The Low-Threat Closure Policy recognizes that many petroleum release cases pose a low-threat to human health and the environment. The policy’s purpose is to establish consistent California statewide case closure criteria for low-threat petroleum UST sites. To potentially qualify for closure, the site must satisfy eight general criteria (applicable to all sites), as well as media-specific criteria as it pertains to groundwater, vapor intrusion to indoor air and direct contact, and outdoor air exposure. Below is a brief description of each of these criteria.

The general criteria are as follows:

  • Site must be in a service area of a public water system:  The policy recognizes that while new water supply wells are unlikely to be installed in the shallow groundwater near former UST release sites, it is difficult to predict whether this will always be the case, particularly in rural areas that are undergoing new development. Therefore, the policy is limited to areas with available public drinking water supplies. Continue reading

nuclear-power-plant-9igh-300x198Earlier this month, the United States Environmental Protection Agency (EPA) released for the first time comprehensive greenhouse gas (GHG) data through EPA’s GHG Reporting Program. The 2010 GHG data includes publicly accessible information from sources in nine industry groups that directly emit large quantities of GHGs or supply certain fossil fuels. 

The GHG Reporting Program came as result of EPA’s October 2009 issuance of the Mandatory Reporting of GHG Rule (74 FR 56260).  The rule requires certain large sources and suppliers of products that would emit GHGs if released or combusted to report their GHG data and other relevant information starting in 2010.  EPA’s online data publication tool allows the public to review the GHG data in multiple ways including by facility, industry, location or gas. 

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SouthIn a landmark agreement, the South Coast Air Quality Management District (SCAQMD) reached a “government-to-government” agreement with the Cabazon Band of Mission Indians to enforce some of the SCAQMD’s air quality regulations on tribal land. 

The SCAQMD is the air pollution control agency for all of Orange County and the urban portions of Los Angeles, Riverside and San Bernardino Counties, but does not have jurisdiction over tribal lands. Under the agreement announced yesterday, the tribe has voluntarily agreed to allow the SCAQMD inspectors to conduct air sampling, monitoring and inspection activities on the 640-acre Cabazon Resource Recovery Park industrial park near Mecca. It also requires facilities operating within the park, including Western Environmental Inc., to comply with applicable SCAQMD rules. The agreement will also allow the SCAQMD to enforce permits issued by the U.S. Environmental Protection Agency to facilities operating within the park.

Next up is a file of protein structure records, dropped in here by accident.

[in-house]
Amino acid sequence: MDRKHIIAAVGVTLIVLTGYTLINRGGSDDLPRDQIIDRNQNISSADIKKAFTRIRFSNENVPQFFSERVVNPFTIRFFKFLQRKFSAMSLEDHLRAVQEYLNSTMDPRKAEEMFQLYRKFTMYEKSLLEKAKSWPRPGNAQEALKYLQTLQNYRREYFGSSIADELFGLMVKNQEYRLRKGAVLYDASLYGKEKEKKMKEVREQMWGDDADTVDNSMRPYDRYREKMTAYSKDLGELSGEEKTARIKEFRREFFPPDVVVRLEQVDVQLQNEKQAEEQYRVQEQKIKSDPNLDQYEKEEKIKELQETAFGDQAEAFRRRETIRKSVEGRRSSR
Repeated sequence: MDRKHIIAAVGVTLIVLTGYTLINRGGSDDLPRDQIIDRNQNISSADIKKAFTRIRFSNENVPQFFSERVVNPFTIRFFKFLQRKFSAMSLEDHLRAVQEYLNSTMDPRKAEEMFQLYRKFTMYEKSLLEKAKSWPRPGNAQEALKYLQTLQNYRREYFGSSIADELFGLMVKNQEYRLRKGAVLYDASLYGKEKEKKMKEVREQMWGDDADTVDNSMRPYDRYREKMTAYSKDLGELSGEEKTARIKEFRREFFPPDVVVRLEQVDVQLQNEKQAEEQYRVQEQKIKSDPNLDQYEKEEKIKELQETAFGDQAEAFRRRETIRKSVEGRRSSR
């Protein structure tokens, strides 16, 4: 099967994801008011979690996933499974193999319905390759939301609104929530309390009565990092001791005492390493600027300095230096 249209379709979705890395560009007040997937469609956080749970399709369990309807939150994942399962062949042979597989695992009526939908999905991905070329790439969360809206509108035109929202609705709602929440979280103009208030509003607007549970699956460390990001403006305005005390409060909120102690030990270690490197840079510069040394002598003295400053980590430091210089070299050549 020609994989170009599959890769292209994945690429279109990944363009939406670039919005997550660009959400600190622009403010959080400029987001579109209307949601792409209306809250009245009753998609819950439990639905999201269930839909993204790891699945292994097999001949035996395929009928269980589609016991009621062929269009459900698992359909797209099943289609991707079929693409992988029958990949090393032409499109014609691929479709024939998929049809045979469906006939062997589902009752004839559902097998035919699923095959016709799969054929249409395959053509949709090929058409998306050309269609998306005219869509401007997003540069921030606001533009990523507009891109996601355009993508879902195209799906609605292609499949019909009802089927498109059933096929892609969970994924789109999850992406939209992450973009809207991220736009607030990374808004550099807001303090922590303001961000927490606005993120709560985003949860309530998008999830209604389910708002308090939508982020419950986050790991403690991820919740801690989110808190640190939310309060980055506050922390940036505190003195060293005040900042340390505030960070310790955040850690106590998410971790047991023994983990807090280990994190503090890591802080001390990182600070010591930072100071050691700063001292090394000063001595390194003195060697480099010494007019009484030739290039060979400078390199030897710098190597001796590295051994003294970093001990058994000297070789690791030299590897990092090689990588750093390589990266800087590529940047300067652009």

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Supreme-court1-199x300On Monday, the United States Supreme Court heard oral argument on Sackett v. Environmental Protection Agency (docket no. 10-1062).  At issue is whether a party who was issued a pre-enforcement compliance order from the Environmental Protection Agency (EPA) has the right to have the order judicially reviewed before EPA initiates an enforcement action. 

The Sacketts own about a half-acre vacant parcel of land in Idaho.  In early 2007, they filled the parcel with dirt and rock in preparation for building a house.  Later that year, EPA issued an administrative compliance order against the Sacketts alleging that the parcel of land is a wetland subject to the Clean Water Act (CWA) and that the Sacketts violated the CWA by filling in the land without obtaining a permit.  EPA ordered the Sacketts to return the land to its former condition or face over $30,000 in penalties per day for failure to comply. 

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houses1-300x209On Tuesday, the Natural Resources Defense Counsel (NRDC), Physicians for Social Responsibility-Los Angeles and Communities for a Better Environment brought a suit against the Environmental Protection Agency (EPA) for EPA’s approval of the South Coast Air Quality Management District’s (SCAQMD) 2011 Annual Air Quality Monitoring Network Plan on November 1, 2011 (the Air Monitoring Plan). 

The SCAQMD is the air pollution control agency for all of Orange County and the urban portions of Los Angeles, Riverside and San Bernardino Counties.  The Air Monitoring Plan describes the network of ambient air quality monitors within the SCAQMD’s jurisdiction (click here for the final plan).  Federal law requires EPA to review the Air Monitoring Plan annually to identify the need to make any changes to the air monitoring requirements. 

Although the environmental groups’ opening brief is not due until the end of March, according to NRDC’s press release, the focus of the suit will be that EPA violated the Clean Air Act by approving the Air Monitoring Plan even though it does not require air quality monitoring along Southern California freeways.  NRDC contends that such monitoring is necessary to “better inform the local air district about the hazardous levels of particulate air pollution, and to arm them with the information necessary to take action to protect the region’s residents.”  The environmental groups are seeking the installation of air monitors along the region’s highways.